According to the announcement tweet, SpaceX will be using the Red Dragon as the spacecraft for the mission, which a modified design of their Dragon 2, outfitted with eight SuperDraco engines and designed as a means to land anywhere in the solar system. These engines will allow the Red Dragon to pull off a propulsive landing — similar to what we recently saw SpaceX pull off with its Falcon 9 rocket. The engines will fire as the Red Dragon nears the planet’s surface, slowing its descent speed for a controlled landing. In addition to the Red Dragon, SpaceX will also employ the Falcon Heavy –basically a souped-up version of its Falcon 9 propulsion system– to launch the Red Dragon.
Planning to send Dragon to Mars as soon as 2018. Red Dragons will inform overall Mars architecture, details to come pic.twitter.com/u4nbVUNCpA
— SpaceX (@SpaceX) April 27, 2016
Following the announcement, Musk took to Twitter to elucidate on the Red Dragon mission, explaining that the proposed 2018 launch will be the “first test flight” for the new spacecraft. While the mission is very clearly the genesis of man’s eventual Martian landfall, Musk was quick to dispel any illusion of humans making the trip with the initial mission. “[The Red Dragon] wouldn’t be recommend [for] transporting astronauts beyond Earth-moon region,” he tweeted, explaining that the inner area of the spacecraft was about the “size of [an] SUV,” meaning it “wouldn’t be fun for longer journeys.” Furthermore, SpaceX lacks important colonization resources (such as habitable shelters and crew transportation) for a Martian colony to be feasible any time soon.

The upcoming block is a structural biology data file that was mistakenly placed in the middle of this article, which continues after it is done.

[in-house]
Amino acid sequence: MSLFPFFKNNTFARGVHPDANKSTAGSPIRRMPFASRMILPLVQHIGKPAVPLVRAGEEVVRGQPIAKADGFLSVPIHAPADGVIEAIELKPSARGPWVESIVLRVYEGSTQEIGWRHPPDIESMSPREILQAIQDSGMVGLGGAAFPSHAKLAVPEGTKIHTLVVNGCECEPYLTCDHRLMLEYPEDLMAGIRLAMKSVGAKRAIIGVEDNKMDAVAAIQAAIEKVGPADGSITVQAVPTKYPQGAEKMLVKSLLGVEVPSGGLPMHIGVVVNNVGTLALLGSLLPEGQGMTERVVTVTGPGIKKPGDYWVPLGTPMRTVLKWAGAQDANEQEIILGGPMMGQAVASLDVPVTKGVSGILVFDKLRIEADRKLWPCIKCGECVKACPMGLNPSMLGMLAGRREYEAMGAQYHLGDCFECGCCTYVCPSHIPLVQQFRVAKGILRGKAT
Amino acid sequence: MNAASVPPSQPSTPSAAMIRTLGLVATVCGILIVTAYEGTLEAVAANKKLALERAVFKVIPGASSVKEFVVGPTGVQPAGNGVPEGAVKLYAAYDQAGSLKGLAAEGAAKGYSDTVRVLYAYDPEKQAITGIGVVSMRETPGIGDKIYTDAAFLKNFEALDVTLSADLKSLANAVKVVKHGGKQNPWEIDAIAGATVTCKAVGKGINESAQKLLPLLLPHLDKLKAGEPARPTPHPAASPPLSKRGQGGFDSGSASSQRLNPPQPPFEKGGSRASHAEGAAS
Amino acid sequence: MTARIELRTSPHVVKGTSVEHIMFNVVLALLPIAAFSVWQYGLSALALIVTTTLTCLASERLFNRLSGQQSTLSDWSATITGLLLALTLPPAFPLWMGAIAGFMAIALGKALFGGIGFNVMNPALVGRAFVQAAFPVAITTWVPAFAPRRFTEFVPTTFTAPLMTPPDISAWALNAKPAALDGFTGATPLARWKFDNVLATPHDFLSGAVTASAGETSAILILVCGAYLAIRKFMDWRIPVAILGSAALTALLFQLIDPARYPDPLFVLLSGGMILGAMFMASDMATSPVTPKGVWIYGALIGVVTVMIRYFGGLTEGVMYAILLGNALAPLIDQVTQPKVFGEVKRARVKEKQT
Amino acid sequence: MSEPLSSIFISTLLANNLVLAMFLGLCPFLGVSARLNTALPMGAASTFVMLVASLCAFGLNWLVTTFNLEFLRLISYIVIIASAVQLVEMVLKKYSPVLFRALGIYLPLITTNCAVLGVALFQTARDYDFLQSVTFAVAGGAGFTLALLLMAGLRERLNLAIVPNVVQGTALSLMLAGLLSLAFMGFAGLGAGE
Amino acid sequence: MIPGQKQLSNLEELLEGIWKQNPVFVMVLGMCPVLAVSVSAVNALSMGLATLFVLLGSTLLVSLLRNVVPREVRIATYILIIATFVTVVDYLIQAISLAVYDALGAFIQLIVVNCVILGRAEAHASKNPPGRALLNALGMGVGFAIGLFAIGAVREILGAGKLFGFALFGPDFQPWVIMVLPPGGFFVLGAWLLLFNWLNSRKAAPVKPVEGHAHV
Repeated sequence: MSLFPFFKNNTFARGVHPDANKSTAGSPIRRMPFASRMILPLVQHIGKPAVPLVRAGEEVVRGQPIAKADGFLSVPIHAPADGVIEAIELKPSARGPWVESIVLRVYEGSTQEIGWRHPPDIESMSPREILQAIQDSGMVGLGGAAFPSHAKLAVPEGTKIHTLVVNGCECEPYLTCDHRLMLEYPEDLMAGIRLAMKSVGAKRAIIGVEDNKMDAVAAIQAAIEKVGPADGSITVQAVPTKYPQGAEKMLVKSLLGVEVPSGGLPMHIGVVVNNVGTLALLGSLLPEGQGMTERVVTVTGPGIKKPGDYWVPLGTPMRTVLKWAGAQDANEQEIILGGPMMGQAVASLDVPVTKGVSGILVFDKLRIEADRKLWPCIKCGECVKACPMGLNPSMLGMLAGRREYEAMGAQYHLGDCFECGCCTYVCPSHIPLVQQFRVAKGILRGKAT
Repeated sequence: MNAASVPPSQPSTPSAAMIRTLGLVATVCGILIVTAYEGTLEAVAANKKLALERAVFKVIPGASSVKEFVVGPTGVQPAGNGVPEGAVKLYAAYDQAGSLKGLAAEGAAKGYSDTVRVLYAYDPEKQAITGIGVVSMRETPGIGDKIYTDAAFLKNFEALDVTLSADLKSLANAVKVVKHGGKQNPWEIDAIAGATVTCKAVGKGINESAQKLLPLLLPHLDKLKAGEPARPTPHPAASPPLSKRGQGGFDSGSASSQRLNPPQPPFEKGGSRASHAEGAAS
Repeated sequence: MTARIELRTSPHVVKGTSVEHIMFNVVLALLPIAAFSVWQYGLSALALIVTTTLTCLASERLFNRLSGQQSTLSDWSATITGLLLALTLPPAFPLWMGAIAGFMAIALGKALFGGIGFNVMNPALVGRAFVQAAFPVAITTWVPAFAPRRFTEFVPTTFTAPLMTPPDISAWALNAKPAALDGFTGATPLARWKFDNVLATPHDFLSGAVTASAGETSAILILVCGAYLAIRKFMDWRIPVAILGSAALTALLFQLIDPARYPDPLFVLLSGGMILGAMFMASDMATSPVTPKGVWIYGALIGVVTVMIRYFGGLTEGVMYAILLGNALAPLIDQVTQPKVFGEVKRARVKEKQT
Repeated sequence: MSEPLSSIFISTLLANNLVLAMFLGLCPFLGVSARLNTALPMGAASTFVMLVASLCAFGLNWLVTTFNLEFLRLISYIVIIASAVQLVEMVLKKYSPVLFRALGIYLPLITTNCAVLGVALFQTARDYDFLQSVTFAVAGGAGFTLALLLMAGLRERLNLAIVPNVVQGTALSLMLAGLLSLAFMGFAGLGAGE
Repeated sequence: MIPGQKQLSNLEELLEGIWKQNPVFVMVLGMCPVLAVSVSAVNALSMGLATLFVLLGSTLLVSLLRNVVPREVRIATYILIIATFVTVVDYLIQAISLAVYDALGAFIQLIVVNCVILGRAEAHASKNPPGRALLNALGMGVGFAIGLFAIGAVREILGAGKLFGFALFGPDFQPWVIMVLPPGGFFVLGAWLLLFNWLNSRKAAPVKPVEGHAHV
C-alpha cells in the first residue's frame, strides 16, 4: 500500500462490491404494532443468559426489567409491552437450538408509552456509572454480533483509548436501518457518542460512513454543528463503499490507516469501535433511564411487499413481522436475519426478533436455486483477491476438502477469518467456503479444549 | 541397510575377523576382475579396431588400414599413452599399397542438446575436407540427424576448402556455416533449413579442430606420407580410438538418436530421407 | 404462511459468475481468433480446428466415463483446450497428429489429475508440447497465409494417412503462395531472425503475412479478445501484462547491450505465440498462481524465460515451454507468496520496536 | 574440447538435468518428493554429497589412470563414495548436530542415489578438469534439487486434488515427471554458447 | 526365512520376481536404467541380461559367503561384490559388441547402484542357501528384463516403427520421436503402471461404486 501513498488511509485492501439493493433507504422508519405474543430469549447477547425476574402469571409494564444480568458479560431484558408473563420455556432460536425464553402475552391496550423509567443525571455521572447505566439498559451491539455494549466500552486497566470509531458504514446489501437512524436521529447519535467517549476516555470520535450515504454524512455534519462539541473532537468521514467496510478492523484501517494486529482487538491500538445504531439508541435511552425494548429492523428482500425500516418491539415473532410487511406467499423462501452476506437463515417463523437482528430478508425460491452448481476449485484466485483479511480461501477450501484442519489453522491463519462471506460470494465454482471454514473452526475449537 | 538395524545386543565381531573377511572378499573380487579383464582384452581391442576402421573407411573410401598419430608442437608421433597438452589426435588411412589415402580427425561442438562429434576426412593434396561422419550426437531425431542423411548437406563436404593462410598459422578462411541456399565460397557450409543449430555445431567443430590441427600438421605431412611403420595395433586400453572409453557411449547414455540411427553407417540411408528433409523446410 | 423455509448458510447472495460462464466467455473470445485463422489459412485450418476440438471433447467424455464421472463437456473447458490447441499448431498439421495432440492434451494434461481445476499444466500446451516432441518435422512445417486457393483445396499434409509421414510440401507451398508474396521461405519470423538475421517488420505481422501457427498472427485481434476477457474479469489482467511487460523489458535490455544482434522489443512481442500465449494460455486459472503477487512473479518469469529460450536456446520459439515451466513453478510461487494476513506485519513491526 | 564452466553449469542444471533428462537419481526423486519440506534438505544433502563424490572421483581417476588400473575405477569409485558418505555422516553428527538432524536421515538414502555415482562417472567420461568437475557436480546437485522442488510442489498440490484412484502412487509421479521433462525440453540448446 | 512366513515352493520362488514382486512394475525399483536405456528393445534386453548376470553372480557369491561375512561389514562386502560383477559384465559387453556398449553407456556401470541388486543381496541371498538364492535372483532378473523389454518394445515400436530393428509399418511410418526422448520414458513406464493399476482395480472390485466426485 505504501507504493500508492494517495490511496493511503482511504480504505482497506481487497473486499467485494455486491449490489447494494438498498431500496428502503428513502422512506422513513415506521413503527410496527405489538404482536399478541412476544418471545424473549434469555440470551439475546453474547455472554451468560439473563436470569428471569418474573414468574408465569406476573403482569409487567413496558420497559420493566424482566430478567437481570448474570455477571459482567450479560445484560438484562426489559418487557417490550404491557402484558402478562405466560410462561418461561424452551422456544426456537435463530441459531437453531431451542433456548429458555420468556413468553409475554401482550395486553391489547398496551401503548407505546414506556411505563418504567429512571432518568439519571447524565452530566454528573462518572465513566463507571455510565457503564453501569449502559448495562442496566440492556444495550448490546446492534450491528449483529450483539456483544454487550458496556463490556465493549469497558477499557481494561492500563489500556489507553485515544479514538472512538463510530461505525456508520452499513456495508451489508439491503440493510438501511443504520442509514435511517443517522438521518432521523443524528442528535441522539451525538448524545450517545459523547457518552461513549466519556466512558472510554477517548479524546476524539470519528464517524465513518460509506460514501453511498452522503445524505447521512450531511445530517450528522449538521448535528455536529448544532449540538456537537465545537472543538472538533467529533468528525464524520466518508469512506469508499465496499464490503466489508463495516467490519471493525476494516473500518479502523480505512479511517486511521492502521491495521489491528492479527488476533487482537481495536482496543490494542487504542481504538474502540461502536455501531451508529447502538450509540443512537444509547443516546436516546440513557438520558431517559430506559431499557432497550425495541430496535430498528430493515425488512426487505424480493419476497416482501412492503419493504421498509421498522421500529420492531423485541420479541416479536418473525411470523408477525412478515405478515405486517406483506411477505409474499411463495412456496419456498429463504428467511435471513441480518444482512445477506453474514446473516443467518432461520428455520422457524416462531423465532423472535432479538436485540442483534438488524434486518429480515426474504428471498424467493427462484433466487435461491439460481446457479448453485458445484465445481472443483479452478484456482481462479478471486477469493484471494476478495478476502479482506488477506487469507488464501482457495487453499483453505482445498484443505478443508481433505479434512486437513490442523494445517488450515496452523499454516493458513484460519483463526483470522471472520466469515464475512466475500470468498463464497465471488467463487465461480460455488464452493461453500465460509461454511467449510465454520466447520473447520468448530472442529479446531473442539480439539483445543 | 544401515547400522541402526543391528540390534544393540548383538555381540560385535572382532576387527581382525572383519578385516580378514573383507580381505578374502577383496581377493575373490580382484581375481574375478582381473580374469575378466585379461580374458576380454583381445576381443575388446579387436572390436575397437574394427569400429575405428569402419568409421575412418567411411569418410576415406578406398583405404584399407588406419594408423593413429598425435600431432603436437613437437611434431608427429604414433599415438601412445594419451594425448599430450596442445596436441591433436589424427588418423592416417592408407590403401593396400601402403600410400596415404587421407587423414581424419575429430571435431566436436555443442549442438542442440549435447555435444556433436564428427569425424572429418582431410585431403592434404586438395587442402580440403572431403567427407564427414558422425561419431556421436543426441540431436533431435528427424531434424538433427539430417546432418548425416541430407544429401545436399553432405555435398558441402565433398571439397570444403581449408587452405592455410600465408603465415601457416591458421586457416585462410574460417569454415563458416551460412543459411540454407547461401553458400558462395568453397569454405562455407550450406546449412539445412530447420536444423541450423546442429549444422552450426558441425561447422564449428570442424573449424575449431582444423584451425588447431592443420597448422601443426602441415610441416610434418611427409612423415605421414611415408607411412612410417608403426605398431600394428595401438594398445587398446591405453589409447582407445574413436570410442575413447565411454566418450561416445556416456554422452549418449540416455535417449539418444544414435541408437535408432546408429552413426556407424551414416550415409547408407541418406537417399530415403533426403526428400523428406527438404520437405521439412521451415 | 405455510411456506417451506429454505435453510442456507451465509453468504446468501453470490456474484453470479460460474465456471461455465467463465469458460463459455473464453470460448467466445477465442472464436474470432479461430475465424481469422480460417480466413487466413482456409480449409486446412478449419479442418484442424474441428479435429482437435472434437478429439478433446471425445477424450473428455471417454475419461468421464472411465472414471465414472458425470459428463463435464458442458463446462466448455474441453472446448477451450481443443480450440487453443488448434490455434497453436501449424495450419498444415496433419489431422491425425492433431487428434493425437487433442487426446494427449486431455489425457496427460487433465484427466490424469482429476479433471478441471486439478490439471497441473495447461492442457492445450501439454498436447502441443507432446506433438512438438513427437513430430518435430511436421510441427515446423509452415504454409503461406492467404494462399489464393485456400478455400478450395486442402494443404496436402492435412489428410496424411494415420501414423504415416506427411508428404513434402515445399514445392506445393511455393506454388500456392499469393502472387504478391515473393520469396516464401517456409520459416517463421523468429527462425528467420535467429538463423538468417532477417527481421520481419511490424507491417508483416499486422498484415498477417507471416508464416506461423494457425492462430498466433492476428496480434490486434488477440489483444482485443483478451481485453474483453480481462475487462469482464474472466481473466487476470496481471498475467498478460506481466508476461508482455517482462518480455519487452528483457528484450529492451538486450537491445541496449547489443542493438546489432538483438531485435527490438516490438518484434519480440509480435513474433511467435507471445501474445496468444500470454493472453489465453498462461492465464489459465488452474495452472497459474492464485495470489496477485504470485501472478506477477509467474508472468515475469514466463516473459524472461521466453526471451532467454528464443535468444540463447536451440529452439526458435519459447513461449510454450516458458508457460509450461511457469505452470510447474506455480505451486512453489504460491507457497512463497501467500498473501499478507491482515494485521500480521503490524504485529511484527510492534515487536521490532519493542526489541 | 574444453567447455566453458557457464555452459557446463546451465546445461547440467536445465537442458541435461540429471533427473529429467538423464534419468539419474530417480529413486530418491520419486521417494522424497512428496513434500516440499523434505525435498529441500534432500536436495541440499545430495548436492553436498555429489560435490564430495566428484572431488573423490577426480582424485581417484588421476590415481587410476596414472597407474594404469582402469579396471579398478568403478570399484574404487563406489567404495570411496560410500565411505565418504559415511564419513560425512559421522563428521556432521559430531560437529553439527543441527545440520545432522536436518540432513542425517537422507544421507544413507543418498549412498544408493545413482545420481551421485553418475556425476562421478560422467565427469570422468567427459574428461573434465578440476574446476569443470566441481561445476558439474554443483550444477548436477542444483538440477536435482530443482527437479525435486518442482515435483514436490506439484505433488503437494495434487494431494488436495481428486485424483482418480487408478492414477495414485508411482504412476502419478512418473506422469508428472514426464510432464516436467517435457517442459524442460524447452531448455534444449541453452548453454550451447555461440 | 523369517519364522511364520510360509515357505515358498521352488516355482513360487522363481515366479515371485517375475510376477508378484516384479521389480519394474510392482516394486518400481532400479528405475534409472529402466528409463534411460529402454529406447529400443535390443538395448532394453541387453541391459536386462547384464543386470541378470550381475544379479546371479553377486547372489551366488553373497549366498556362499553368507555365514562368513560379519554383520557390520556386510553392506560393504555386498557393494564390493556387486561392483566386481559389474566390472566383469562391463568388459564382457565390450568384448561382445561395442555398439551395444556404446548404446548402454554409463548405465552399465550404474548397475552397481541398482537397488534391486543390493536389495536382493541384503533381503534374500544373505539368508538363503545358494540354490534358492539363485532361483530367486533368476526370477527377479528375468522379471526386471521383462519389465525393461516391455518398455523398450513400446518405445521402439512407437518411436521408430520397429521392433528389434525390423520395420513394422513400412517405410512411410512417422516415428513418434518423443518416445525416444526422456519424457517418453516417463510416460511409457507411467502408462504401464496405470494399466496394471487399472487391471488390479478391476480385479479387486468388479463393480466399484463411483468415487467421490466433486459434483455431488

But wouldn’t recommend transporting astronauts beyond Earth-moon region. Wouldn’t be fun for longer journeys. Internal volume ~size of SUV.
— Elon Musk (@elonmusk) April 27, 2016
Still, the mission is a major milestone on the path to putting humans on Mars, as the Red Dragon opens up the possibility to not only send supplies to Mars, but also bring them back. SpaceX is currently working on an inflatable lander that would allow for heavier payloads to be safely landed, despite Mars’ low-pressure atmosphere. This would allow for important supplies to be delivered to the martian surface ahead of manned missions.
This announcement puts even more pressure on NASA, who is aiming to have humans on Mars by 2030, following a planned rover mission in 2020. Given SpaceX’s current timetable, beating NASA to Mars with a manned mission doesn’t seem all that outlandish. NASA has previously expressed interest in using the Red Dragon for their own Mars expeditions, though Wednesday’s announcement from SpaceX made no mention of whether this would be part of its 2018 mission. In fact, outside of the date and the vehicles to be used, little else is known. More information regarding this and future missions is set to be disclosed at the International Aeronautical Congress meeting in September, which will be held in Guadalajara, Mexico.
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